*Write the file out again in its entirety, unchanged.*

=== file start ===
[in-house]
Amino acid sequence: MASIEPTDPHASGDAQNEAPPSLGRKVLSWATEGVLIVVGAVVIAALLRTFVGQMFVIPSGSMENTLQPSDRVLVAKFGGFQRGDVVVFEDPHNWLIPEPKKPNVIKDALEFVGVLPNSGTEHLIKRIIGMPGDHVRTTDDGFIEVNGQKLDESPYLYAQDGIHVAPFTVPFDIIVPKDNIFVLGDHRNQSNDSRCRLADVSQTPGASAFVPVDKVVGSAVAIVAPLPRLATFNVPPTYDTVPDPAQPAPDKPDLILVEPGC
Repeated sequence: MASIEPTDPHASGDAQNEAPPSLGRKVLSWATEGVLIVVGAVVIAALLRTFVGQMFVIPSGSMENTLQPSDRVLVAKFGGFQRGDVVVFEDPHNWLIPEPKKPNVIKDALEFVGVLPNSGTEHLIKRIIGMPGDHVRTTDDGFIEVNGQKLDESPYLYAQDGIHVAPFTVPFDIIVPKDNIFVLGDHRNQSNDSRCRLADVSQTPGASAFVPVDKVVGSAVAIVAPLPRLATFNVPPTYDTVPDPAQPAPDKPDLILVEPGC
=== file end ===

[in-house]
Amino acid sequence: MASIEPTDPHASGDAQNEAPPSLGRKVLSWATEGVLIVVGAVVIAALLRTFVGQMFVIPSGSMENTLQPSDRVLVAKFGGFQRGDVVVFEDPHNWLIPEPKKPNVIKDALEFVGVLPNSGTEHLIKRIIGMPGDHVRTTDDGFIEVNGQKLDESPYLYAQDGIHVAPFTVPFDIIVPKDNIFVLGDHRNQSNDSRCRLADVSQTPGASAFVPVDKVVGSAVAIVAPLPRLATFNVPPTYDTVPDPAQPAPDKPDLILVEPGC
Repeated sequence: MASIEPTDPHASGDAQNEAPPSLGRKVLSWATEGVLIVVGAVVIAALLRTFVGQMFVIPSGSMENTLQPSDRVLVAKFGGFQRGDVVVFEDPHNWLIPEPKKPNVIKDALEFVGVLPNSGTEHLIKRIIGMPGDHVRTTDDGFIEVNGQKLDESPYLYAQDGIHVAPFTVPFDIIVPKDNIFVLGDHRNQSNDSRCRLADVSQTPGASAFVPVDKVVGSAVAIVAPLPRLATFNVPPTYDTVPDPAQPAPDKPDLILVEPGC